As a country, we have been blinded by the possibility of a concentrated attack on US soil and many Americans, including our politicians, have forgotten the grim reality of 9/11 and not given our adversaries the respect they deserve.
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We have allowed our guard to be lowered with debates of human rights for open borders, disregarding threats on social media and handcuffing the hands of our law enforcement officers to protect and serve.
Art Del Cueto, the Vice President of the National Border Patrol Union and President of the Arizona Border Patrol Union, touched on it this week:
“We need to take securing our nation’s borders very serious. With the huge rise in individuals claiming asylum, we truthfully don’t know enough about those individuals past, much less their true intentions. Drug cartels are the ones that control our southern borders and they do not care about human lives, it’s all about the money,” he said.
Del Cueto rightfully pointed out that the border opens us up to terrorists walking right into America.
“They would have no problem making deals with terrorist organizations to ensure safe passage into our country,” he pointed out.
Furthermore, intelligence has shown that Iran has embedded terrorist sleeper cells within the US and was proven correct with the prosecution and conviction of Hezbollah operative Ali Kourani and Samer el-Debek in New York City.
The new debate is not a matter of if an attack will happen, it’s a matter of when and where.
The act of terrorism is instilling fear within your enemy with the goal of creating mass chaos amongst the people in order to gain leverage and weaken the will to fight back. As the administration ramps up our overseas presence to stand against this terrorist state, we need to do the same here at home.
Targets are chosen through a calculated criteria with the ultimate goal of creating as much physical and emotional destruction as possible to gain the biggest headline.
Conventional target cities like NYC, LA and DC are always on the radar, but with constant threats to those locations, have become harder to execute a successful campaign. Softer targets in the country seem more ideal for a successful operation.
First responders in smaller cities need to be prepared with the reality that they are on the radar with locations such as malls, educational institutions, and event centers being prime targets with the substantial amount of people congregating.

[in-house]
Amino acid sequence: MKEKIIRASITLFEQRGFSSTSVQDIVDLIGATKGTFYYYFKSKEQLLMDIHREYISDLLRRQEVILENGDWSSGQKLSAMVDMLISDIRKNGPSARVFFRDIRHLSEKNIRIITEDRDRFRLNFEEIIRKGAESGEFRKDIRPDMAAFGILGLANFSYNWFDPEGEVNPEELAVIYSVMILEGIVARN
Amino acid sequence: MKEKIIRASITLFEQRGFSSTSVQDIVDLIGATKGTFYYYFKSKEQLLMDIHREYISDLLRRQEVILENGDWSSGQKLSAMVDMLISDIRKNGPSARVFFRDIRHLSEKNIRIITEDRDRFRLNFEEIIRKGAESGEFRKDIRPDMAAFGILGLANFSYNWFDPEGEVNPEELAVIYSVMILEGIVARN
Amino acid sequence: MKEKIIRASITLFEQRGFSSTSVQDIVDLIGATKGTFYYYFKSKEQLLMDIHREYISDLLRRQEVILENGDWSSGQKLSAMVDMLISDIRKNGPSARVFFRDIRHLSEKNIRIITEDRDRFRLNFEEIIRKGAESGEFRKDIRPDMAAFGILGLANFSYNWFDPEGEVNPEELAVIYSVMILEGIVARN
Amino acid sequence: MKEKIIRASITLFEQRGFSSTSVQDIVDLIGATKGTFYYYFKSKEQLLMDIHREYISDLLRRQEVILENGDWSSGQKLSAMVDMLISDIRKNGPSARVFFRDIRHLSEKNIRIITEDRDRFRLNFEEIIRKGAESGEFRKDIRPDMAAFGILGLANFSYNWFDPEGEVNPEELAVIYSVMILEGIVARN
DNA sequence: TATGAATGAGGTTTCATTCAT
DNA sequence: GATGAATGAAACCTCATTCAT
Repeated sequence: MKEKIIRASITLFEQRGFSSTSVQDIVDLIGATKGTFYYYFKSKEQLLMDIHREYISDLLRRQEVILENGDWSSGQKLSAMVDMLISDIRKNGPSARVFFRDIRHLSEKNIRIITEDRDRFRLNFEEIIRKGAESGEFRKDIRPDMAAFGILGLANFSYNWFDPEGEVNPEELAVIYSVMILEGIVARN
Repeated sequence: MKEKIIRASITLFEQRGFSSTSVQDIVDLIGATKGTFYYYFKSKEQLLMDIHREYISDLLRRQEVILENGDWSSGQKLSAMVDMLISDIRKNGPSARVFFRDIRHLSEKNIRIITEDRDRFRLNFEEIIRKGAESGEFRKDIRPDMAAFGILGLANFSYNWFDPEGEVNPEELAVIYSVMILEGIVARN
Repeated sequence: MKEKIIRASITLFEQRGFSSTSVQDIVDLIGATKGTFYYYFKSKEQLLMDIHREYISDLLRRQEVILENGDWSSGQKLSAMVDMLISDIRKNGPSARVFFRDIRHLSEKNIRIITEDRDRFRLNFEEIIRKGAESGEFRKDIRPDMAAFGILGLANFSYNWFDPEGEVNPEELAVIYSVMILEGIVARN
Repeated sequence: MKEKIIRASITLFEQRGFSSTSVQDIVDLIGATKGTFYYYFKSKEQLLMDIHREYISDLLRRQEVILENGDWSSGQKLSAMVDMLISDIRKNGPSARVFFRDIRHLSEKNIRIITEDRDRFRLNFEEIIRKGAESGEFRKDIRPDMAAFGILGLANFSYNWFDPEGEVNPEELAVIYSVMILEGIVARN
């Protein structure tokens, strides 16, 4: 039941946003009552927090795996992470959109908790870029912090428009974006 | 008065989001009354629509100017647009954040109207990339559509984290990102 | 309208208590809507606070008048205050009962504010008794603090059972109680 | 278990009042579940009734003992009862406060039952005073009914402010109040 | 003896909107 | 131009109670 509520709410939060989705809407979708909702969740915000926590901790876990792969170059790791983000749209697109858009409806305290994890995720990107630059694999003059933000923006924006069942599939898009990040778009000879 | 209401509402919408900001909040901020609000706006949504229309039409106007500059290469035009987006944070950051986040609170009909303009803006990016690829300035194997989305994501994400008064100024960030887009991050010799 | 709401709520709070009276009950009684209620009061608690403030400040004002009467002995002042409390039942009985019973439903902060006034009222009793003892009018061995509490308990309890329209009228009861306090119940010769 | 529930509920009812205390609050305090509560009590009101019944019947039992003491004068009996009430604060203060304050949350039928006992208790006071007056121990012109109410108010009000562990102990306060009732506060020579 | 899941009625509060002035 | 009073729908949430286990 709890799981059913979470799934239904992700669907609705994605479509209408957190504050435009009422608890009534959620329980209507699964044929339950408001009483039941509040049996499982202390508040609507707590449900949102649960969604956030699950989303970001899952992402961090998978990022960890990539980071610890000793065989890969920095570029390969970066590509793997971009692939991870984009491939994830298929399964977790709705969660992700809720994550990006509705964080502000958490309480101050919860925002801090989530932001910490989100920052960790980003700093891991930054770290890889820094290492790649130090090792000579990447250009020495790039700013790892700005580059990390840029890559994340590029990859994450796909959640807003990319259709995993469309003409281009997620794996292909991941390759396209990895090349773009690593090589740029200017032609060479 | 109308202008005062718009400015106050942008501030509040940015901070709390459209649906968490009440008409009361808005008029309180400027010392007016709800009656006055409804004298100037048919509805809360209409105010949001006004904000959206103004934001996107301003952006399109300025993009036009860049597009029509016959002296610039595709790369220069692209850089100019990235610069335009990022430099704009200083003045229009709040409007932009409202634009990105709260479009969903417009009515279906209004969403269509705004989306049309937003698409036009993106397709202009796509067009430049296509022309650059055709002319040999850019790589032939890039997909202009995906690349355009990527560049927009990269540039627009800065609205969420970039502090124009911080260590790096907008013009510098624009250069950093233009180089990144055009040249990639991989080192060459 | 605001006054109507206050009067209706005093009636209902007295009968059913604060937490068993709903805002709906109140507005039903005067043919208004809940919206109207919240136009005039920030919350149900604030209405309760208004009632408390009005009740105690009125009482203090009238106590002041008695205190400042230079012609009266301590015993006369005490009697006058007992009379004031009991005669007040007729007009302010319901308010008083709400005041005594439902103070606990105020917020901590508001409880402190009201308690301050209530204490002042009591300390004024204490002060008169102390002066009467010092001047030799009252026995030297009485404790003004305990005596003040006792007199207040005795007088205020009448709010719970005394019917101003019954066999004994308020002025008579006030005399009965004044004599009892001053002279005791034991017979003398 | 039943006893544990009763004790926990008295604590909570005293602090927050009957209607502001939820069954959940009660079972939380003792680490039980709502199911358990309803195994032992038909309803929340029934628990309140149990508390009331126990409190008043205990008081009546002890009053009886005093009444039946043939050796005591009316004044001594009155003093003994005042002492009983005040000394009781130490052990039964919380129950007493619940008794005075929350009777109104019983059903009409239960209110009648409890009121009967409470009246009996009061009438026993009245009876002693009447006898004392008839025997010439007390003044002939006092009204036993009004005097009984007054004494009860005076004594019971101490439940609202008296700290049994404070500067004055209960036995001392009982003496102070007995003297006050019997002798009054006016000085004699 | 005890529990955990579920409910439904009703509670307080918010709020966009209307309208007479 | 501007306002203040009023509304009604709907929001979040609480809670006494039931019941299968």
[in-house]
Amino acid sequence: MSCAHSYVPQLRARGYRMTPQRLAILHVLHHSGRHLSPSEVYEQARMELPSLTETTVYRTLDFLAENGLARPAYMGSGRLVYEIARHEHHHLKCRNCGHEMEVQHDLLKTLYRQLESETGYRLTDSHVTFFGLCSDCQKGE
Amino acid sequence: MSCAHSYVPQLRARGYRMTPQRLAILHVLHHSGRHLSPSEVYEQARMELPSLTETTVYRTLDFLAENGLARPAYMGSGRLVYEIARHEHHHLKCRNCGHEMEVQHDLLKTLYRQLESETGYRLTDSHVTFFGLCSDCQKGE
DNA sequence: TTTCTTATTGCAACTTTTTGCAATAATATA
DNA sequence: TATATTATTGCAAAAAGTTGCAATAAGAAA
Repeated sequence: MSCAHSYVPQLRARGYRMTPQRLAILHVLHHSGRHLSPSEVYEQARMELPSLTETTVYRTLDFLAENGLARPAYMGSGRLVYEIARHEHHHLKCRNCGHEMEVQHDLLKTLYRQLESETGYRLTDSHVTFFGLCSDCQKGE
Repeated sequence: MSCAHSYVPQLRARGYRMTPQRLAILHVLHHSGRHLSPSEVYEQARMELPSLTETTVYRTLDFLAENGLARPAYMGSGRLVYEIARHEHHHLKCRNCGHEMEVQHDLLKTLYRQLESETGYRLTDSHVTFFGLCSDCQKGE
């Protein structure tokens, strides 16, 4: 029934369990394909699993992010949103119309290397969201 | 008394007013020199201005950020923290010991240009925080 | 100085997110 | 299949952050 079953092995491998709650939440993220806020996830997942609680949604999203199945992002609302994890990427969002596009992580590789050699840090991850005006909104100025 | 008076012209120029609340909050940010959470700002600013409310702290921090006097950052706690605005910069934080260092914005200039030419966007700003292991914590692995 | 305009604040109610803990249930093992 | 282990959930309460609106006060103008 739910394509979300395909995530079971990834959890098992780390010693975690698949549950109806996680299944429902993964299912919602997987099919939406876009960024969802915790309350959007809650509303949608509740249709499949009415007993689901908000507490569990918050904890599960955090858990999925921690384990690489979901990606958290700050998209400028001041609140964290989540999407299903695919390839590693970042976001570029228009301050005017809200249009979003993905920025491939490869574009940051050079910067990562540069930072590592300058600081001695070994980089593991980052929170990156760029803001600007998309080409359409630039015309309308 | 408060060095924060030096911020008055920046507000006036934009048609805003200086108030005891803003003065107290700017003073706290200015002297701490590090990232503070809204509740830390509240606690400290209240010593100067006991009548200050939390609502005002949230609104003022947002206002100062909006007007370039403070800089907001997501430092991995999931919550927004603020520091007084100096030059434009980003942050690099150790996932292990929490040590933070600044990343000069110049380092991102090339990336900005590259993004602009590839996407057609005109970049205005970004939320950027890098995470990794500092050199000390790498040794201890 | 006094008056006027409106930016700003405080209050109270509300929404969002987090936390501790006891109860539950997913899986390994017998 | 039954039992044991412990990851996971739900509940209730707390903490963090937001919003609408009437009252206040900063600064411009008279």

Due diligence of preparation needs to extend from Wall Street to Main Street; for the Iranian terrorist regime, nothing is off the table.
We must take it upon ourselves as Americans to become harder targets. We must throw out the conventional fear of being socially and politically correct with identifying unusual activities and reporting it to the local authorities.
We need to secure our border to reduce the amount of possible terrorists from entering. We need to understand that our government has failed us in protecting our homeland and force our politicians to secure our borders.
We need to stand together to fight this enemy and understand that this war is not about political motives or social-economical righteousness.
This war is deep rooted in cultural religious views between radical Islam and the western world, with the United States being the largest adversary against their movement. Peace is always the goal in every society, but peace cannot be accomplished by turning a blind eye to the threat and hoping it will go away.
Peace comes from facing our adversaries and standing strong together, undivided.
Editor note: Anthony Sabio is a 25 year veteran of public service in the U.S. Marine Corp Special Operations, US Secret Service and the Central Intelligence Agency, is a highly recognized consultant in intelligence and security policy.
After spending a decade as a CIA officer with multiple tours in conflict zones directing and performing counterterrorism, counterinsurgency and counterintelligence operations, he left government service to share his expertise and technical advice to security organizations and media.
Mr. Sabio is an acclaimed guest speaker at multiple security events and performs as a content adviser on world-wide security issues.